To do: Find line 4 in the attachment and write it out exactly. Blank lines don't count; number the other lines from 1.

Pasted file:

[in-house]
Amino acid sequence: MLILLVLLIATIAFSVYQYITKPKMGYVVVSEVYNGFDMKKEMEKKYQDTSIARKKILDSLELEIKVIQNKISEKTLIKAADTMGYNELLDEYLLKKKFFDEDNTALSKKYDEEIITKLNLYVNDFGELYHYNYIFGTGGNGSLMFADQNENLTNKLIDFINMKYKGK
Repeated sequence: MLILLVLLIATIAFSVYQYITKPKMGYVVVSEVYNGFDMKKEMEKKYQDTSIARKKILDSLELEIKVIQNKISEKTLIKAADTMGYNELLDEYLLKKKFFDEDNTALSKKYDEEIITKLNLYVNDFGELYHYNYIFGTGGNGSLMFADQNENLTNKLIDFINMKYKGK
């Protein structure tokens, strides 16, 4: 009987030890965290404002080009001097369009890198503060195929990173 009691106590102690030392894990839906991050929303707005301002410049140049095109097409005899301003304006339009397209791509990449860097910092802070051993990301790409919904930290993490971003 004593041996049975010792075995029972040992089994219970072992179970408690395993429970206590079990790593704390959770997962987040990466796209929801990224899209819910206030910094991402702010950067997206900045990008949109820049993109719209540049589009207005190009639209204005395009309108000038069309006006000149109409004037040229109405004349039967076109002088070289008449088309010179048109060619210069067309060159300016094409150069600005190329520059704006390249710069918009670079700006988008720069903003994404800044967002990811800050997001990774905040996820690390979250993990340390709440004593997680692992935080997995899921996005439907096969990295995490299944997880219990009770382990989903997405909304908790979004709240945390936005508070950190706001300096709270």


């Protein structure tokens, strides 16, 4: 009987030890965290404002080009001097369009890198503060195929990173 009691106590102690030392894990839906991050929303707005301002410049140049095109097409005899301003304006339009397209791509990449860097910092802070051993990301790409919904930290993490971003 004593041996049975010792075995029972040992089994219970072992179970408690395993429970206590079990790593704390959770997962987040990466796209929801990224899209819910206030910094991402702010950067997206900045990008949109820049993109719209540049589009207005190009639209204005395009309108000038069309006006000149109409004037040229109405004349039967076109002088070289008449088309010179048109060619210069067309060159300016094409150069600005190329520059704006390249710069918009670079700006988008720069903003994404800044967002990811800050997001990774905040996820690390979250993990340390709440004593997680692992935080997995899921996005439907096969990295995490299944997880219990009770382990989903997405909304908790979004709240945390936005508070950190706001300096709270």